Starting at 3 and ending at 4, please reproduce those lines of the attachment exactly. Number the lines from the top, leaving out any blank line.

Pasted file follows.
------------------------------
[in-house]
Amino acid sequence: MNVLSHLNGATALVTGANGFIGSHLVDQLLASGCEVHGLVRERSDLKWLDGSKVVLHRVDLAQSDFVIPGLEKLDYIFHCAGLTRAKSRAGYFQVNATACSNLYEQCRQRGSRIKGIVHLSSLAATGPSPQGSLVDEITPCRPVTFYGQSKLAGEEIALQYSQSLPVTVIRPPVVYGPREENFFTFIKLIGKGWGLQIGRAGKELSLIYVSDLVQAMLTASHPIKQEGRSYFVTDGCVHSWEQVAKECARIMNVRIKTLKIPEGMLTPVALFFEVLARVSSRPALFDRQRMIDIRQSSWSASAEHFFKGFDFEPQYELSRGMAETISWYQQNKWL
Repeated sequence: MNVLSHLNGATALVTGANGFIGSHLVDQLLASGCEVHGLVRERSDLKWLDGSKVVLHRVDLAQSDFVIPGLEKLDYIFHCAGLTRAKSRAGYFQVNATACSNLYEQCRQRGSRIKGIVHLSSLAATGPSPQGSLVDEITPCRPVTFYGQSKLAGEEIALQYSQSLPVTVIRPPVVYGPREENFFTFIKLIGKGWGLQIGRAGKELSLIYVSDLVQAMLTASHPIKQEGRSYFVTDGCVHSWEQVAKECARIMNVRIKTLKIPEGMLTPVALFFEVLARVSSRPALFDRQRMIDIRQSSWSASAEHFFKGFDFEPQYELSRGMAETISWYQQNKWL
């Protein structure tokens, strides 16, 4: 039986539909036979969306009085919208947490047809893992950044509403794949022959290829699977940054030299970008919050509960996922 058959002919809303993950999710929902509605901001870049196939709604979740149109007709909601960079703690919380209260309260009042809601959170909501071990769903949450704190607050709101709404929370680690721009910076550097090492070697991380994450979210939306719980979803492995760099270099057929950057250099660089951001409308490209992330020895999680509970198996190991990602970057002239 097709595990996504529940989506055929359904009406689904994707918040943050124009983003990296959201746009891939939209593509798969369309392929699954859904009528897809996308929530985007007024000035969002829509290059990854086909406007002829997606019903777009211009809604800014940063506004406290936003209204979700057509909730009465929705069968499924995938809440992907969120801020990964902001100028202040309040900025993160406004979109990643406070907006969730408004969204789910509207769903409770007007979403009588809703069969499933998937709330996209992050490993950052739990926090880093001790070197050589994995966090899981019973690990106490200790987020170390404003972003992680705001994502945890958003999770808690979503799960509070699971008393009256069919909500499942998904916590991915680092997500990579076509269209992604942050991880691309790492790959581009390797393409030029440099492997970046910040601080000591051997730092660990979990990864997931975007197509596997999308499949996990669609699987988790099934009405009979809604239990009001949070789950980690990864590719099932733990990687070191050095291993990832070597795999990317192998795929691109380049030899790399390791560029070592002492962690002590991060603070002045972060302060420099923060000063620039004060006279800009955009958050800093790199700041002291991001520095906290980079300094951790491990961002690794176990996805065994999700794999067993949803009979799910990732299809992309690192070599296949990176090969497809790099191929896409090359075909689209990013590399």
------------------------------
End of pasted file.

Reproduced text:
Repeated sequence: MNVLSHLNGATALVTGANGFIGSHLVDQLLASGCEVHGLVRERSDLKWLDGSKVVLHRVDLAQSDFVIPGLEKLDYIFHCAGLTRAKSRAGYFQVNATACSNLYEQCRQRGSRIKGIVHLSSLAATGPSPQGSLVDEITPCRPVTFYGQSKLAGEEIALQYSQSLPVTVIRPPVVYGPREENFFTFIKLIGKGWGLQIGRAGKELSLIYVSDLVQAMLTASHPIKQEGRSYFVTDGCVHSWEQVAKECARIMNVRIKTLKIPEGMLTPVALFFEVLARVSSRPALFDRQRMIDIRQSSWSASAEHFFKGFDFEPQYELSRGMAETISWYQQNKWL
């Protein structure tokens, strides 16, 4: 039986539909036979969306009085919208947490047809893992950044509403794949022959290829699977940054030299970008919050509960996922 058959002919809303993950999710929902509605901001870049196939709604979740149109007709909601960079703690919380209260309260009042809601959170909501071990769903949450704190607050709101709404929370680690721009910076550097090492070697991380994450979210939306719980979803492995760099270099057929950057250099660089951001409308490209992330020895999680509970198996190991990602970057002239 097709595990996504529940989506055929359904009406689904994707918040943050124009983003990296959201746009891939939209593509798969369309392929699954859904009528897809996308929530985007007024000035969002829509290059990854086909406007002829997606019903777009211009809604800014940063506004406290936003209204979700057509909730009465929705069968499924995938809440992907969120801020990964902001100028202040309040900025993160406004979109990643406070907006969730408004969204789910509207769903409770007007979403009588809703069969499933998937709330996209992050490993950052739990926090880093001790070197050589994995966090899981019973690990106490200790987020170390404003972003992680705001994502945890958003999770808690979503799960509070699971008393009256069919909500499942998904916590991915680092997500990579076509269209992604942050991880691309790492790959581009390797393409030029440099492997970046910040601080000591051997730092660990979990990864997931975007197509596997999308499949996990669609699987988790099934009405009979809604239990009001949070789950980690990864590719099932733990990687070191050095291993990832070597795999990317192998795929691109380049030899790399390791560029070592002492962690002590991060603070002045972060302060420099923060000063620039004060006279800009955009958050800093790199700041002291991001520095906290980079300094951790491990961002690794176990996805065994999700794999067993949803009979799910990732299809992309690192070599296949990176090969497809790099191929896409090359075909689209990013590399």